The OECD DAC, which tracks official development assistance (ODA) spending, has released the latest global aid figures. Due to a lag in reporting and analysis, these only cover through the end of 2019, but they paint a grim picture for what development assistance looked like in the lead up to the global pandemic.
While overall global aid totalled US$151.7 billion, aid fell far short of commitments, and what’s more, development assistance to Africa and the most vulnerable countries declined.
The top lines
- Aid totaled US$151.7 billion in 2019, a 0.6% increase from 2018 in real terms, but US$205 billion less than needed to reach the commitment of 0.7% of donor’s national income (GNI).
- Only five donors achieved the 0.7% ODA/GNI target in 2019: Luxembourg (1.03%), Norway (1.03%), Sweden (0.96%), Denmark (0.72%) and the UK (0.70%).
- Aid to Africa from DAC donors decreased for the second year in a row (-1.4% compared to 2018). In 2019, it totaled US$49.1 billion, or 34.4% of total net ODA. And ODA to sub-Saharan Africa totaled US$41.2 billion, or 3% less than in 2018, in real terms. This amounts to 28.9% of DAC countries’ total net ODA.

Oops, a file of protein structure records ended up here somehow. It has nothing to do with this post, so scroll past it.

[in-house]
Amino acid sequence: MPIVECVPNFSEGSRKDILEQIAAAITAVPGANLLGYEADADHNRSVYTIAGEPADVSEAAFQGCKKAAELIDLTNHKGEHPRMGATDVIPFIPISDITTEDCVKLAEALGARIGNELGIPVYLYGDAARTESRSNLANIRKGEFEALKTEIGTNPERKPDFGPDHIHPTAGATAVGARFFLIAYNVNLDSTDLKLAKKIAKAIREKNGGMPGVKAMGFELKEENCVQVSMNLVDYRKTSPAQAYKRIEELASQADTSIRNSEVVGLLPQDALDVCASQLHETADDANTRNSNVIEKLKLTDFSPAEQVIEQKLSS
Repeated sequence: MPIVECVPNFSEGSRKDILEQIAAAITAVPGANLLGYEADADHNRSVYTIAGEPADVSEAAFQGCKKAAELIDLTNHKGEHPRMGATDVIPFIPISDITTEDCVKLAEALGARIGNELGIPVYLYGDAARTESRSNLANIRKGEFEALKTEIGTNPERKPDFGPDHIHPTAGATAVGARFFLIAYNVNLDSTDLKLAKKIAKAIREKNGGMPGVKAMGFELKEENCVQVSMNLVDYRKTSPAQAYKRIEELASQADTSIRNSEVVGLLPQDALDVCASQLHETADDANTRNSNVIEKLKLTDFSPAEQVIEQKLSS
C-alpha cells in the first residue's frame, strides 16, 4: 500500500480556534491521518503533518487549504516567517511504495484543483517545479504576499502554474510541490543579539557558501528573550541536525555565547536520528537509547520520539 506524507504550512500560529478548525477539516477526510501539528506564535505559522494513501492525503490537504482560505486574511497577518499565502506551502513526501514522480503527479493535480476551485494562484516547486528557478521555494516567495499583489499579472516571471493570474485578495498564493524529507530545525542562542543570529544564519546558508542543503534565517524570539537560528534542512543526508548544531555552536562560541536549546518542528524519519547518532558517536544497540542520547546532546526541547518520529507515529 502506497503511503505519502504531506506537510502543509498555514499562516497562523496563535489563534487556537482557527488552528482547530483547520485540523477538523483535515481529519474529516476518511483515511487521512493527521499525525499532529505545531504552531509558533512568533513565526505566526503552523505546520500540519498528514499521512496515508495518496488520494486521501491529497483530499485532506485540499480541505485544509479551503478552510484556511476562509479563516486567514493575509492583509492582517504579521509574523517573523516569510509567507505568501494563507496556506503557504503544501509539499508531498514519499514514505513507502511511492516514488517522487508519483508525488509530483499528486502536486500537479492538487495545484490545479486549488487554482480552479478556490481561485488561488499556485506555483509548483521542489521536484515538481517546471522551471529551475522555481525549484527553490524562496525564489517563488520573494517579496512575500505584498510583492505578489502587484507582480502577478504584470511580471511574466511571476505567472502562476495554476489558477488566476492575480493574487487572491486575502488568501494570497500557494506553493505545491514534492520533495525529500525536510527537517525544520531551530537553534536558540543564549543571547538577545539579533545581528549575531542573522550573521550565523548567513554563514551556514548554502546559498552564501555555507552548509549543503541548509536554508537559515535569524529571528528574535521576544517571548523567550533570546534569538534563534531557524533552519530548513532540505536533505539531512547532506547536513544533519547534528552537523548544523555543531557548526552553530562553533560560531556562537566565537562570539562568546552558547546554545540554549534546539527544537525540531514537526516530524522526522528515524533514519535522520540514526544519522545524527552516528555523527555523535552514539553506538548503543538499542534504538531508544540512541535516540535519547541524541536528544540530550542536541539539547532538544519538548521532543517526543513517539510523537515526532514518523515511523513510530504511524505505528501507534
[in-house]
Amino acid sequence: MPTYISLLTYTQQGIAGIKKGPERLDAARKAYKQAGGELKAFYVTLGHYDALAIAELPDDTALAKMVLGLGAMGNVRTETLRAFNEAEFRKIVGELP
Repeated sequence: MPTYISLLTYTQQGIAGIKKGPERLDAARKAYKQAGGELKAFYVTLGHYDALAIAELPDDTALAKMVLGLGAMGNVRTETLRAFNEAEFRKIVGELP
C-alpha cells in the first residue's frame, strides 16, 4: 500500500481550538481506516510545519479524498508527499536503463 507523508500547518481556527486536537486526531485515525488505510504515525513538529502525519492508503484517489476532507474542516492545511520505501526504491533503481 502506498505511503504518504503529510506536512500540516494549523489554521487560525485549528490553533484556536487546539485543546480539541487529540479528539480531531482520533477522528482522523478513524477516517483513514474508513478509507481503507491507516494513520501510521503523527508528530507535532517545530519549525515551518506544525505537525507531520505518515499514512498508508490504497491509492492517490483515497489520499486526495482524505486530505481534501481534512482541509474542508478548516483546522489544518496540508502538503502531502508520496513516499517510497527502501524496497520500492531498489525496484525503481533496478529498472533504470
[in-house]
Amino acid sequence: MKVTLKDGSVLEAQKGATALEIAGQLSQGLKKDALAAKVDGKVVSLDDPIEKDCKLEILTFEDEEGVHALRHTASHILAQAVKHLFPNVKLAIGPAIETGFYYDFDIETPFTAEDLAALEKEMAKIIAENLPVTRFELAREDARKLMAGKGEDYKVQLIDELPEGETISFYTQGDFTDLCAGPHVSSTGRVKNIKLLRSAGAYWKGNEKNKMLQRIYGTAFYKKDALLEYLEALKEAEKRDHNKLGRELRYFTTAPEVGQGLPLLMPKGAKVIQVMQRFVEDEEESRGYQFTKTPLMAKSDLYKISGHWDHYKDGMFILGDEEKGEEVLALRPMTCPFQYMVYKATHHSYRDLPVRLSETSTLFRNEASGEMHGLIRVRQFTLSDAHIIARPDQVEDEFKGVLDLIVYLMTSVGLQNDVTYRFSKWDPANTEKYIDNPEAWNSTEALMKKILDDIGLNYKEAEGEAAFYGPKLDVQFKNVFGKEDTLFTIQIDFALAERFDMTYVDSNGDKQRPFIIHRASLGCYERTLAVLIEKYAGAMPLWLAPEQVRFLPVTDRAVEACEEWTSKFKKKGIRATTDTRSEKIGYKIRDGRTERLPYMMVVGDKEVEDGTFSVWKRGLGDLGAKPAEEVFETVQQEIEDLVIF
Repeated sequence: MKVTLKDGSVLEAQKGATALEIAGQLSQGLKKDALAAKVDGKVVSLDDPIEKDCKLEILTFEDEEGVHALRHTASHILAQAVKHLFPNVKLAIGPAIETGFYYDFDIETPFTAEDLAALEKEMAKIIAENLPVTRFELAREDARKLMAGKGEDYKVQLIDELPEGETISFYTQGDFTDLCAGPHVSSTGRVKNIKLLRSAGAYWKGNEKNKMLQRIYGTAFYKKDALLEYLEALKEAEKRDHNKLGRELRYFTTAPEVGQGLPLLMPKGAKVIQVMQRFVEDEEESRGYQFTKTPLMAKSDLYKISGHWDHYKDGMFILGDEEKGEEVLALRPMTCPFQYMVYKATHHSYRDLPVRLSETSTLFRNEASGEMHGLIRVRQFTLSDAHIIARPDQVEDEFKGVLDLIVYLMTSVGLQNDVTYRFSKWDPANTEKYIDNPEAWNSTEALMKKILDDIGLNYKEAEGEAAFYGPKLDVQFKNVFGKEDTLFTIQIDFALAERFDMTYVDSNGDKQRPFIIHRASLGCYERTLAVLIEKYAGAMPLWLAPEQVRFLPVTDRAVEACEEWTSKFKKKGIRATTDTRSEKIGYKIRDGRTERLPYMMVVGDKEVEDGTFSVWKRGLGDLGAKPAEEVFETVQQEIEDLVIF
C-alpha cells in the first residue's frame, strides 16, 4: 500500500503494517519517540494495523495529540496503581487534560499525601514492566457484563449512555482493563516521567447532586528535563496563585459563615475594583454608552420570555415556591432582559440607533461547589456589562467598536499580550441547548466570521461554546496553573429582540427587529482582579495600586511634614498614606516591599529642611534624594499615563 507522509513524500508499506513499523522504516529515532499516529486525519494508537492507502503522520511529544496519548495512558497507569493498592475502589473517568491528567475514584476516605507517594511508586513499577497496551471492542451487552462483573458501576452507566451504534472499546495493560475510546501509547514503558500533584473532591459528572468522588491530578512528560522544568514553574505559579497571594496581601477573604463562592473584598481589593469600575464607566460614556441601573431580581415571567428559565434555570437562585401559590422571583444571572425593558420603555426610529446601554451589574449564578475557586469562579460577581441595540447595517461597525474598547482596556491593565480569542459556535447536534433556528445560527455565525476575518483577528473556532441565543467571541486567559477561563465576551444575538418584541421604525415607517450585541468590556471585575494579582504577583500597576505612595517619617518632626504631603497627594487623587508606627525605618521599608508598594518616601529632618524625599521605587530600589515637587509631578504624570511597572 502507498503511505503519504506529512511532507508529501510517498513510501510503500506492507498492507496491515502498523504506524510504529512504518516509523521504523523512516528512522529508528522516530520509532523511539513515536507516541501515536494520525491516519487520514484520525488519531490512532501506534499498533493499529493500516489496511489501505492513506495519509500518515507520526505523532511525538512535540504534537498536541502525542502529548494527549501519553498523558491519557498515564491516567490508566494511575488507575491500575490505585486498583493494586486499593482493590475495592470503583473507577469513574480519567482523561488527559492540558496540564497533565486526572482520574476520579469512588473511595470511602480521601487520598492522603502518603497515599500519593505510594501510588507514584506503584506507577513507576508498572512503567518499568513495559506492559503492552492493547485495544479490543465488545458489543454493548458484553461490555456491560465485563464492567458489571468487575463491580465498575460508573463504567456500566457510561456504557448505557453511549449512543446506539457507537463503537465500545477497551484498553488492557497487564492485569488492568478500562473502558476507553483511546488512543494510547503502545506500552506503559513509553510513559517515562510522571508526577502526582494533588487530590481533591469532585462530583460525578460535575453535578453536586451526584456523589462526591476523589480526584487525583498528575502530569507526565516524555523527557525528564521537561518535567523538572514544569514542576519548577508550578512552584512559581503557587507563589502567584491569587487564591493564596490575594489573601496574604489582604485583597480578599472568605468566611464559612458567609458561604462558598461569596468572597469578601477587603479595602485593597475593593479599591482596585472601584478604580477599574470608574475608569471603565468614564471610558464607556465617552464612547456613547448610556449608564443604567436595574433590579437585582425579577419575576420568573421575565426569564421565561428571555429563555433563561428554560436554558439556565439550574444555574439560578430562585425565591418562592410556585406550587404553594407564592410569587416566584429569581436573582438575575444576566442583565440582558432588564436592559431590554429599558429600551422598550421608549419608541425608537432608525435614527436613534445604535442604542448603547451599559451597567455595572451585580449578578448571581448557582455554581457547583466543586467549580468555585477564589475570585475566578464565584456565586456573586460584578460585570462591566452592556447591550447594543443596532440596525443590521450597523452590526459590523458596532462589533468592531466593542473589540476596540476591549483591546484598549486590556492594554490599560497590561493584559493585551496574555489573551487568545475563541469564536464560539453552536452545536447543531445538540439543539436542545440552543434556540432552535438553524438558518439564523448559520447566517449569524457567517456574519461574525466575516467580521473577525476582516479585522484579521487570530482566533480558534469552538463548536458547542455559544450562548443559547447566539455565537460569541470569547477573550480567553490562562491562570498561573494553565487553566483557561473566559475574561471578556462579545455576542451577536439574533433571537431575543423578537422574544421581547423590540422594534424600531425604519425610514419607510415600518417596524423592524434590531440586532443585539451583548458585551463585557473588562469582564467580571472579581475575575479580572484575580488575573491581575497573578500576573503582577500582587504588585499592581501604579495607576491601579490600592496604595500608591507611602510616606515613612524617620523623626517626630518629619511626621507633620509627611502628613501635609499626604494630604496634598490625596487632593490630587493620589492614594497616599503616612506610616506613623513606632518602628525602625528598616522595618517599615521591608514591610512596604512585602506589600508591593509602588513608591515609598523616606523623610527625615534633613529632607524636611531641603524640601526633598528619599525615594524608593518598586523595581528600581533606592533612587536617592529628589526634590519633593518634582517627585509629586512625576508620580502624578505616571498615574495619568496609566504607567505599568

- Aid to the least developed countries (LDCs) dropped by US$1.9 billion (-4%), in real terms, to $43.3 billion. Many of the main donors, including France (-10.5%), Canada (-9.2%), the EU (-9.1%), the UK (-7.8%), and Germany (-7%) registered significant drops in their aid to LDCs.
- On the upside, aid to gender equality increased by nearly 8% in real terms, totaling US$39.5 billion in 2019.
View and explore the full data in ONE’s Tableau Dashboard.
The bigger picture
Even before the COVID-19 pandemic, we saw rising debt levels across Africa as countries were forced to borrow more to keep pace with financing needs. Countries were already in a precarious position — 30 countries spend more on debt repayments than they do on healthcare.
Since COVID-19 has hit, Africa has suffered greatly from the economic aftershocks, going into its first recession in 25 years, and pushing millions of people into extreme poverty, erasing decades of progress. While the US and other G7 economies are estimated to recover fairly quickly, thanks in large part to a fast and massive vaccine rollout, emerging economies could take years to get back to pre-pandemic levels.
COVID-19 has been a wake up call for the world, that none of us are safe until all of us are safe. Countries must realise that investments in global development and public goods are not charity, but are investments in global security and shared prosperity.
To explore COVID-19’s impacts on Africa further, visit our Aftershocks tracker.